Researchers encourage cost-effective irrigation method
GROWING adoption of chickpea crops has prompted Central Queensland researchers to advocate a complete rethink on irrigation methods.
CQUniversity and Department of Agriculture and Fisheries researchers analysed data gathered over three years on an Emerald property and found that a process called 'oxygation' caused yields 10 to 27 per cent higher than conventionally irrigated plots.
DAF senior development agronomist Lance Pendergast, one of the researchers who conducted the study, said increased consumer demand for plant protein was making chickpea more attractive to growers.
He said that oxygation helped solve the common problem of waterlogging, or suffocation, of plants irrigated below the soil surface.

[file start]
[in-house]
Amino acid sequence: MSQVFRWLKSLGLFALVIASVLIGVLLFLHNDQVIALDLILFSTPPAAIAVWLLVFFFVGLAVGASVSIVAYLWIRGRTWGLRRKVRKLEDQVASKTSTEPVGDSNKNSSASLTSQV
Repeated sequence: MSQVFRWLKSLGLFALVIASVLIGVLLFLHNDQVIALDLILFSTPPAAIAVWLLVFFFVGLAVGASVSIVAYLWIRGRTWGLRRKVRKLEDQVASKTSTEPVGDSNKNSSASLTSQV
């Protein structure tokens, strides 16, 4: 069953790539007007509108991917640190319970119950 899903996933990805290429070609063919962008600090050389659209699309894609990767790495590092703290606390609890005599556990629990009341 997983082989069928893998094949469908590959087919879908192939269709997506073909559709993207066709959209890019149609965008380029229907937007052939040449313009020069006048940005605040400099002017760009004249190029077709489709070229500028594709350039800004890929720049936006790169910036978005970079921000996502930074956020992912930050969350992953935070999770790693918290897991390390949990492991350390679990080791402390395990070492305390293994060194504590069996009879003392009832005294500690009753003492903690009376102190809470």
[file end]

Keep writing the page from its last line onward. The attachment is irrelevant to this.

"When you irrigate, the water sweeps into the soil and displaces air that's in the small gaps in the soil," Mr Pendergast said.
"This exposes the plants to a lack of oxygen and affects their growth and the eventual yield of the plant."
Mr Pendergast said chickpea was particularly prone to suffering from a lack of oxygen during its flowering stage. It is the chickpea flowers that form into the pods that produce the grain for harvest.
"Oxygation introduces air into the water in the form of air bubbles," he said.
"It provides a certain amount of air into the soil and around a 20 per cent increase in yield.
"It's not very often you find some way of increasing your yield by 20 per cent."
Results of the study were published in the scientific journal, Agricultural Water Management, by Dr Pendergast, CQUniversity associate professor Surya Bhattarai, and CQUniversity adjunct professor David Midmore.